Theory Two – Epic is out of scale with itself. People complain about not being able to fit ten Marines inside a Rhino in 40K. Well, try putting thirty 6mm Marines inside a Thunderhawk only 10mm long. Epic models were more abstract counters representing the troop types present on the battlefield, rather than being scale models.

Theory Three – Chaos Daemons should be this big all the time, it’s the 28mm ones that are scaled wrong.

Well, anyway, Games Workshop corrected it in 1998 with the Epic 40K plastic Chaos sprues. Here’s a comparison shot.

Giant Epic Daemons

This is one of the few examples of Games Workshop’s models getting smaller over time.

Tzeentch Doomwing – Project Change XVII

Another foray with the teeny-tiny aircraft. I think it’s because I saw Top Gun recently.

Doom Wing - Daemon Engine of Tzeentch

The Doomwing was one of the three Dave Andrews Tzeentch-specific Daemon Engines released in March 1993 – the other two being the Fire Lord and the Silver Tower. The concept of welding technology and warp creature together was never introduced properly into 40K-scale until a decade later with the plastic Defiler kit in 2003.

The Doom Wing was a small interceptor armed with a Flame Cannon. Quite how it shot down other aircraft using forward-firing gouts of fire puzzles me, but both fire and flight are Tzeentch’s trademarks. It also carries over the horse skull vibe from the earlier Tzeentch-aligned 40K and Fantasy models.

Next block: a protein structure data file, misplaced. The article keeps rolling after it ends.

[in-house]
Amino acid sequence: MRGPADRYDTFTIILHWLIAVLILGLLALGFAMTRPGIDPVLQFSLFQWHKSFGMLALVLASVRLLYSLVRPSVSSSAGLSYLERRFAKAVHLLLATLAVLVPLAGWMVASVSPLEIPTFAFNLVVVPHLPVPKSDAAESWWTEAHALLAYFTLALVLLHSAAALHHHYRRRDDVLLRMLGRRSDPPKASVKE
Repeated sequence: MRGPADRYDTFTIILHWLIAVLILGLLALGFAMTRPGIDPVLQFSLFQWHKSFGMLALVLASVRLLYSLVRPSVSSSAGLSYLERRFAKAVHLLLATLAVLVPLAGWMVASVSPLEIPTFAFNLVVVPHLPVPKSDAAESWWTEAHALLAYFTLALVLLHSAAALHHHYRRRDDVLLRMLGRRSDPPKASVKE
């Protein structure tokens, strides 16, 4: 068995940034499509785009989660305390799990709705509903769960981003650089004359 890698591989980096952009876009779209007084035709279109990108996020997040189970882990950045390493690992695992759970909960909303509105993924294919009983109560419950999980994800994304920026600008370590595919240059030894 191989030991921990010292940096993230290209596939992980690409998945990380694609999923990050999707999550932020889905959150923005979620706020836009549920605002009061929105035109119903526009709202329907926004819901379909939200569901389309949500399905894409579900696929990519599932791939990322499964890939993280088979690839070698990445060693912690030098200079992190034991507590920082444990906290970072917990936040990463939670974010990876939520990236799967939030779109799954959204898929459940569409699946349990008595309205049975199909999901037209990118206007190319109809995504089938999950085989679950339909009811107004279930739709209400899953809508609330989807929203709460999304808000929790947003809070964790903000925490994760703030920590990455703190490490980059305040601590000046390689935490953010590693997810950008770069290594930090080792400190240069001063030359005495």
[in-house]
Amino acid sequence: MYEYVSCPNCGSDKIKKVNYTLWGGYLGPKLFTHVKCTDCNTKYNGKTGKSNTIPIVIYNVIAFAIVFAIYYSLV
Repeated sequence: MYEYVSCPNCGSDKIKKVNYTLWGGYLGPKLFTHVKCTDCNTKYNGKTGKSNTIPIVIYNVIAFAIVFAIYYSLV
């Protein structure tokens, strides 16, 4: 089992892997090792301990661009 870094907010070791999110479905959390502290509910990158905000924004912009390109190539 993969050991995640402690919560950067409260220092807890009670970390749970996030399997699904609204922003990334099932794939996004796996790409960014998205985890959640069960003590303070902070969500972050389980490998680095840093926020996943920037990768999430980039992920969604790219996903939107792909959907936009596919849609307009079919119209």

The colour scheme was inspired by the cover artwork for Queen Rocks.

Queen Rocks Cover

It would have been perhaps more fitting for the larger Fire Lord model which has more flat surfaces to have fun blending, and also the word “fire” in its name. Oops.

Thunderbolt Fighter Squadron

We’re faster than evil! We’re faster than crime! We’re faster than love! We’re faster than tiiiiiime! Oops. That was Ring Raiders. I always get flashbacks when I play with Epic aircraft. Especially with those transparent stalks.

Epic Thunderbolt Squadron

So, these Thunderbolts are the 3rd and 4th aircraft from C Squadron from the 1337th Imperial Navy Fighter Wing, in the colours of the 1st Ager Hominis campaign where they famously supported the Grand Master Obtusius of the Dark Angels Chapter (DEFFWING COMPANY).

These guys are glued to the stalks, but the stalks aren’t glued to the base so I can swap them between standard flying bases, retro hex flying bases and Aeronautica Imperialis bases. Heck, I should go scour eBay and mount them on actual Ring Raider rings. Though sadly I doubt they’d fit my adult fingers.

I also decided not to base them to match the army (like my Ork Fighta Bomberz) so I could recycle them for other Imperial armies.